Synthesis and characterization of short-chain peptides for use in metal remediation and preconcentration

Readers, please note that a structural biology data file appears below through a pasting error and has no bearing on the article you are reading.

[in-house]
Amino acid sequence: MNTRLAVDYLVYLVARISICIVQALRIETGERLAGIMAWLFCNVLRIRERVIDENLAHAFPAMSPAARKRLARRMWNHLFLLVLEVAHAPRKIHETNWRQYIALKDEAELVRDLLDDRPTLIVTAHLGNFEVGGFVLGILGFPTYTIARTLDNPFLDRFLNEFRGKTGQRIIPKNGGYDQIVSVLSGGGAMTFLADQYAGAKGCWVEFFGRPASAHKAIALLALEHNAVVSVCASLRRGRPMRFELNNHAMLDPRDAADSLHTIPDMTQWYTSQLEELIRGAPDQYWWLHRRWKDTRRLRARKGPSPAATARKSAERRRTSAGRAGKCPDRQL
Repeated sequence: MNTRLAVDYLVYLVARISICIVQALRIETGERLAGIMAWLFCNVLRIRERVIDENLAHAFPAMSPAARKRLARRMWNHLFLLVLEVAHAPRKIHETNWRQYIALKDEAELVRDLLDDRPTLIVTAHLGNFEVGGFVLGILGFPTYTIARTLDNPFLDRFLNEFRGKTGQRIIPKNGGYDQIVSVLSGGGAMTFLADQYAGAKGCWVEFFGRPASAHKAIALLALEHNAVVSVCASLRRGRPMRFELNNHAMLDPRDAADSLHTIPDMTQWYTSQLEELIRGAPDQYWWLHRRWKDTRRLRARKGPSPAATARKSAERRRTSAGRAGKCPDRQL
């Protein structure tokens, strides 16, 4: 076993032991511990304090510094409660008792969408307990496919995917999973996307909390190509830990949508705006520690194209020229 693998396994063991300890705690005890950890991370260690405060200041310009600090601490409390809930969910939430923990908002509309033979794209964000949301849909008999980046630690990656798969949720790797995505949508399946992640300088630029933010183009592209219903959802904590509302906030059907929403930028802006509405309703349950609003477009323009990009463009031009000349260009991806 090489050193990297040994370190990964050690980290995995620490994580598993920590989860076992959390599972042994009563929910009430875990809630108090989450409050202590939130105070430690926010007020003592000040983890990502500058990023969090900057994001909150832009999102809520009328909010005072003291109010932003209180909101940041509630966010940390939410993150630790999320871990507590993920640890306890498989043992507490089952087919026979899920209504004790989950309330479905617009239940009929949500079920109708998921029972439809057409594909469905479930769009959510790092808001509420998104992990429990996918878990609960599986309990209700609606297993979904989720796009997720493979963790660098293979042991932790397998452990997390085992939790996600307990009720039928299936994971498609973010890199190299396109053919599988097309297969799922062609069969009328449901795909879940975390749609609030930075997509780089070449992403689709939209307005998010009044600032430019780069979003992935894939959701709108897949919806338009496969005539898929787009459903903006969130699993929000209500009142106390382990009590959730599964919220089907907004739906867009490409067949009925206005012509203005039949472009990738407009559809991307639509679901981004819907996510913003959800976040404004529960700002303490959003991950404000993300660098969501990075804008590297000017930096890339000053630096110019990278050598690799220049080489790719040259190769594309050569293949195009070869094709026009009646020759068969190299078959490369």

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Designing materials for metal remediation and preconcentration based on naturally occurring metal binding proteins has become of growing interest due to their inherent selective and strong binding, ease of synthesis and available amino acid building blocks, and environmental innocuity. One approach is through the use of immobilized synthetic biohomopolymers which can provide the selectivity based on the amino acid side chain moiety with strong binding, easy on-demand release, and reusability. An attempt to increase metal binding selectivity of these biohomopolymers was done though cross-linking at specific locations as to effectively “lock” in place the preferential binding cavity for a particular metal. The cross-linking of these materials resulted in decreased metal capacities with little to no increases in the targeted metal selectivity. This was likely due to the loss of bound metal during cross-linking and to a lack of rigidity in the overall cross-linked polymer. Short composite peptides synthesized on a commercially available resin, TentaGel were also examined as a means to increase metal selectivity. These peptides showed surprisingly high metal binding capacities, strong binding, and residue per metal binding ratios which were an order of magnitude better than results previously reported for longer chain poly-amino acids (50 – 70 residues) attached to porous glass supports. Metal binding selectivity’s were altered by changing only one amino acid and metal release under acidic conditions was surprisingly rapid for these shorter peptides. As a result of these findings, the metal binding and conformational changes between TentaGel immobilized short and long peptide chains during metal binding and release were monitored using Raman microscopy. These results indicated that metal release occurred via conformational changes in addition to proton displacement. Lastly, a method to screen multi-metal binding capabilities of combinatorial peptide libraries was developed using electrothermal vaporization inductively coupled plasma mass spectrometry (ETV-ICP-MS). With the exception of metals that are bound tightly to the peptide, acid stripping of the metals in a single bead into a small volume appears as a viable quantitative analytical approach when using this method with instrumental precisions of better than ±10% for most metals when larger polymer beads (~250 µm) were employed.